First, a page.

Møn in Denmark boasts some of the country's greatest natural wonders, from lush forests to sweeping beaches and pristine chalky white cliffs. Popular as a hiking and stargazing destination, the island has also in recent years been attracting a new generation of residents who are interested in adopting a more rural lifestyle. They include Emile Carlsen, the creative force behind Møn Sessions, a music and video project featuring Danish acts performing in the countryside near his home. Find out more.
Trows, njuggles, selkies, giants and finmen - find out about these strange creatures of northern lore in a fascinating programme by BBC Radio Shetland.
Today's flotsam was highlighted to us by Joanne Coates and it features fellow photographer Rhiannon Adam in conversation with the British Photographic Journal about her Big Fence / Pitcairn Island project. Having travelled to the South Pacific island, famous as the place where many of the Bounty mutineers made landfall, Adam found herself feeling lonely and isolated - an experience that helped her navigate the mindset of the Pitcairners featured in her work.
Take a podcast tour of Gljúfrasteinn, home and workplace of Icelandic Nobel Laureate, Halldór Laxness. The celebrated writer furnished his house with Danish design furniture and covered the walls with expressionist paintings by Scandinavian artists. Now open to the public as a museum, Gljúfrasteinn remains unchanged from when Laxness lived there.
Take a tour of Fogo Island, Newfoundland, in the company and sound of indie rockers Hey Rosetta. The band hail from the province and, as you can see in the video directed by Mark Bennett, it's an incredibly beautiful place.
Fogo also boasts a thriving arts scene and is home to Fogo Island Arts, an organisation which offers international residencies for artists from a wide range of disciplines to live and work on the island.
The stunning peaks of The Lofoten Islands in Norway are the focus of a short film by Michael Fletcher, who captured their rugged glory by drone throughout the midnattssol, or midnight sun.
This natural phenomenon takes place over several weeks in the summer, when the sun appears to never go below the horizon. The Earth's axis is angled sunward towards the north Arctic, creating a magical effect of a combined sunset and sunrise.
View more films of majestic landscapes on the National Geographic Short Film Showcase channel.
The most audacious and objectionable project in the history of Dubai has to be The World. An artificial archipelago created from millions of cubic meters of dredged sand, it was intended to be an exclusive chain of atolls for the pleasure of the global super rich, but the project hit the buffers after the financial crash. Plans are now gaining momentum for the renewal of the island fantasy and their fruition looks to be just as, if not more, horrible than first envisioned. Read on, if you dare, in this long read on the Guardian website.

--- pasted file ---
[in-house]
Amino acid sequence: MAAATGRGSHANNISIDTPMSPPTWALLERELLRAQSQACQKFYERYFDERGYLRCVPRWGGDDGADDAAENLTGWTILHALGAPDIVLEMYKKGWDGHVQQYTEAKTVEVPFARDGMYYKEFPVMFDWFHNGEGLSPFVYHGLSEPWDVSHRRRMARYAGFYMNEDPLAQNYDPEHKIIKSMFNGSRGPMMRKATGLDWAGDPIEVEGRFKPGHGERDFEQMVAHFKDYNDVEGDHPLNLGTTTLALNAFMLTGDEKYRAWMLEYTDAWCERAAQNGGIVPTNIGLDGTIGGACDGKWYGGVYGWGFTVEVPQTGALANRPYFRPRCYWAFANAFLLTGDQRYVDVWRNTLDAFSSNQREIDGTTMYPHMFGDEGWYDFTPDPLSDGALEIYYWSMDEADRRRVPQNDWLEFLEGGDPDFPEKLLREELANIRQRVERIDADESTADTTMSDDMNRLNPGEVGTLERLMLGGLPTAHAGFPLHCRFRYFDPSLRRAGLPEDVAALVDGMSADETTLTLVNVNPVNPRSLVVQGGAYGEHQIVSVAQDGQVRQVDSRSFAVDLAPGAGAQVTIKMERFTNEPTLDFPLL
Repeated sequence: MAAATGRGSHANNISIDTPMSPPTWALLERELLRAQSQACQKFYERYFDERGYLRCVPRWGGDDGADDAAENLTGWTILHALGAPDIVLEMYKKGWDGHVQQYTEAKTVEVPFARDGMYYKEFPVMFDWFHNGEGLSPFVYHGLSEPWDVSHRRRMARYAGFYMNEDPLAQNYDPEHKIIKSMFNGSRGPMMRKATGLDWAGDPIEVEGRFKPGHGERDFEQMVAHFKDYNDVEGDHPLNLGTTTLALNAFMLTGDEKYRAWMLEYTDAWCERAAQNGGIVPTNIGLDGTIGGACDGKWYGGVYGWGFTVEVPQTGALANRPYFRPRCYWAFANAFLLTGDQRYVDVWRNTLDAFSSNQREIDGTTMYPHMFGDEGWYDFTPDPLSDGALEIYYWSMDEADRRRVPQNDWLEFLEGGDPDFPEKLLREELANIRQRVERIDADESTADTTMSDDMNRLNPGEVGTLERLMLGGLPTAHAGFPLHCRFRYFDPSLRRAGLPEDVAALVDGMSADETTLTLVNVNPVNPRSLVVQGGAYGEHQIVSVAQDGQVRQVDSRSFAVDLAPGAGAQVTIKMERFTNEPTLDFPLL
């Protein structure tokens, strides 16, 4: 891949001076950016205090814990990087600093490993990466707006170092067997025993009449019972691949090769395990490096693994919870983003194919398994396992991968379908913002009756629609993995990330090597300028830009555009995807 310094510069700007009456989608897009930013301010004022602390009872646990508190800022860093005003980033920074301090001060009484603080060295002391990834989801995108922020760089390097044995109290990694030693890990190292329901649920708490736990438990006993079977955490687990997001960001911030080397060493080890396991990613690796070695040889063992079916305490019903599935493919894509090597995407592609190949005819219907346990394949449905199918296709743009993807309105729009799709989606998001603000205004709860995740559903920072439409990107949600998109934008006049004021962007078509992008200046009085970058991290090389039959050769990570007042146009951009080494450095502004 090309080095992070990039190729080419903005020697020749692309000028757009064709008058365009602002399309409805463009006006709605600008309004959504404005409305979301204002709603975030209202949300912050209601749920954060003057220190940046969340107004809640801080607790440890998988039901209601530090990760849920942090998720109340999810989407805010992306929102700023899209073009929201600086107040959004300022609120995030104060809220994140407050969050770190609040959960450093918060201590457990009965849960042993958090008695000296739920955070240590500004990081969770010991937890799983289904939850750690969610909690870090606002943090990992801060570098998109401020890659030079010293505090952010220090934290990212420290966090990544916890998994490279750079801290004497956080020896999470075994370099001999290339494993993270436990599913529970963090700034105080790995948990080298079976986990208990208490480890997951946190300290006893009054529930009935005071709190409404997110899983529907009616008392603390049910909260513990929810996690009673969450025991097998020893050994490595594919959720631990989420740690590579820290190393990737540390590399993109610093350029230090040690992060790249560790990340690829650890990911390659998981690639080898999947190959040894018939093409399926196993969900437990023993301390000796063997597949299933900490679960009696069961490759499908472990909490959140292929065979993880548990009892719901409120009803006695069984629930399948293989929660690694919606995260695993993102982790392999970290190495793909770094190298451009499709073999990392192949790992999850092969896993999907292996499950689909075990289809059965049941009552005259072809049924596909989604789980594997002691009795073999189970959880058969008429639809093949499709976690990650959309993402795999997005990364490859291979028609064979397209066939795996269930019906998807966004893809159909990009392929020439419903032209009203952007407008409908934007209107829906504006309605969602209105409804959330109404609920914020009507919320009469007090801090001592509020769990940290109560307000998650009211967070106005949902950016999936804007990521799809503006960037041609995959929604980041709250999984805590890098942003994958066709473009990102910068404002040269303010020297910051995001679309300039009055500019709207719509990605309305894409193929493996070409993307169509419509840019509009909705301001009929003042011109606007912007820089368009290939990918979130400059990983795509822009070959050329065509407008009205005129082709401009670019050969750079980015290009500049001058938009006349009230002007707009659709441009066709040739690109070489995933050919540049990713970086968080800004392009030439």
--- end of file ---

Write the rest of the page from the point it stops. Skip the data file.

What does nothing look like? That's the question explored by photographer Murray Fredericks in his Greenland series. Featured in The National Geographic, each of his works offer a distinctive answer by capturing the immense, sublime and varied emptiness of the Arctic country.
We came across this joyous short film via the ever-inspirational Smith Journal. It follows a few days in the life of Tanya, a hut warden in South Island, New Zealand, who loves all things outdoors. When not guiding tourists through the forest, she spends much of her time cleaning, maintaining a rat trap and having fun, all of which looks and sounds pretty good to us.
The New York Times continues to be a leader in digital journalism, as is shown in The Heroes of Burial Road, a numbing piece which tells the story of a group of men in Haiti who are helping their fellow citizens, many of whom are wracked by poverty and grief, bury their loved ones.
Works from one of the finest private collections of Japanese baskets and bamboo sculpture, many never before seen in public, are the focus of an exhibition at The Met Museum. Collected by long-time New York residents Diane and Arthur Abbey, the objects date from the 19th century to the present and are due to enter the museum's collection. Find out more on the exhibition website and view an installation time lapse video below.
We’ve featured quite a few stories about island foraging over the years. The consensus is that food doesn’t get any better than when sourced locally and gathered by hand. Further evidence of which is presented in this video of a diver in Shetland catching scallops for his lunch. Not into shellfish? Don’t fret, just sit back and chill to this oddly meditative and beautiful film.
Filmmakers Abraham Joffe and Dom West describe Ghosts of the Arctic, their film of Svalbard in winter, as a "passion project". The pair endured frostbite and two of their prized cameras died of exposure in trying to realise their dream. Watch the stunning results of their efforts above, and learn more about the process behind the shoot in this article on No Film School.